There are many stereotypes concerning the sex lives of gay men, but just how accurate are they? One of the most prevalent stereotypes is that anal sex is the primary (if not only) sexual activity that gay men practice. Do the terms top, bottom and versatile –as ubiquitous as they are in gay culture – accurately portray the sexual preferences of all gay men? And with the advent of apps like Grindr, Jack’d, Scruff and Manhunt in recent years, the amount of anonymous bareback sex must be at an all-time high, right?
According to the most recent research, the answer is a resounding No.
A 2011 study published in the Journal of Sexual Medicine reported on the sexual behaviors of a national U.S. sample of 24,787 gay and bisexual men recruited online. In the survey, participants were asked to describe the details of their most recent sexual event with a male partner.
Here are the results:
The single most commonly reported behavior was kissing on the mouth (74.5%), followed closely by oral sex (72.7%) and mutual masturbation (68.4%). Contrary to popular belief, only about one-third of men in the sample reported engaging in anal sex (37.2%). Of those individuals who engaged in anal sex, about half reported that they used a condom.
And while we’re on the subject of anal sex, what percentage of straight men do you think have engaged in anal sex at least once? 5 percent? 10 percent? 25 percent? According to the CDC’s (U.S. Center for Disease Control and Prevention) National Health Statistic Report, 44 percent of straight men and 36 percent of straight women have engaged in anal sex at least once in their lifetime. I never knew anal sex was so common among the straight crowd. Is this the new fad for birth control or something?
In terms of where the sexual behavior occurs, only a very small minority of participants reported that their sexual activity took place in what would be considered a public setting (3.1%) and the vast majority had sex in their own home or in their partner’s home (77.7%). In addition, 37% reported that sex occurred with a boyfriend or dating partner, and 17% indicated a friend. Thus, for most of the men in this study, their most recent partner was well known to them and was not anonymous. But if you look at it another way, that also means 46% (close to half of all men in the study) engaged in sexual activity with someone they didn’t know personally in their last sexual encounter. That seems like a lot, but it would be interesting to see how this compares to their heterosexual counterpart. (Although I haven’t found any studies, I’m sure hook-ups occur quite frequently between straight people too).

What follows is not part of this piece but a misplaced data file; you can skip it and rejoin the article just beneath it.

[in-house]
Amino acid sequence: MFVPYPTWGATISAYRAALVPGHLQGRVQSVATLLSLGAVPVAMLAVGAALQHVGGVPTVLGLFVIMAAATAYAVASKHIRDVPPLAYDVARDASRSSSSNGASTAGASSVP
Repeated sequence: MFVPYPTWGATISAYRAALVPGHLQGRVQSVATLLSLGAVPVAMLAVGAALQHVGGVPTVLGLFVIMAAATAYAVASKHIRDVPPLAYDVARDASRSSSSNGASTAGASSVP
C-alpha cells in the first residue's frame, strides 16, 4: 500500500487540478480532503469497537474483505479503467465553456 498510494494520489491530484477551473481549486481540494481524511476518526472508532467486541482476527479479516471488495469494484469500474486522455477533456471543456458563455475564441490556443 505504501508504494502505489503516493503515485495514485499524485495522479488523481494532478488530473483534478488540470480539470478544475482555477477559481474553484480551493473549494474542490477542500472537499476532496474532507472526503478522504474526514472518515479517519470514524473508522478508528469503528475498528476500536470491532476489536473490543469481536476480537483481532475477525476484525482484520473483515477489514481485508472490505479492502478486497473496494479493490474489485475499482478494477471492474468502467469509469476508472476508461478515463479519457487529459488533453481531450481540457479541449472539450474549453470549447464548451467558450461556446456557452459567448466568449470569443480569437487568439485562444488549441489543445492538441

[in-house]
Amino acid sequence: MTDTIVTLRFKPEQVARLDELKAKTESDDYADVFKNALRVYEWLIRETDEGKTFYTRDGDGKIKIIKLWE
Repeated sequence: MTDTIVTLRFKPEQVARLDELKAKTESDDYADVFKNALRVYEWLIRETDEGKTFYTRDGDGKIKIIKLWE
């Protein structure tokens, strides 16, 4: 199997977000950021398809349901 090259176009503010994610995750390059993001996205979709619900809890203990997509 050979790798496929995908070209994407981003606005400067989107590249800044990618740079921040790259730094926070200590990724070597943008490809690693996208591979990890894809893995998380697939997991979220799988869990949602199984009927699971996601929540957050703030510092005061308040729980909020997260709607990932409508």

The results of this research counteract many of the common stereotypes about the sex lives of gay men. While it is certainly true that some gay men have anonymous anal sex in public places without a condom, this is certainly not what all or even most gay men do. Gay sex does not always equate with anal sex, and only 37 percent of respondents reported having participated in anal sex during their last encounter.
Finally, one caveat in this study, I should mention, is that the survey was conducted by Indiana University with the collaboration of Manhunt Cares, the research arm of the social networking site Manhunt (which caters to men seeking other men, most often for sex). Most, if not all of the participants in the study were recruited through users of Manhunt so they not a representative sample of the larger gay and bisexual population.
Rosenberger, J. G., et. al. Sexual behaviors and situational characteristics of most recent male-partnered sexual event among gay and bisexually identified men in the United States. Journal of Sexual Medicine. (2011)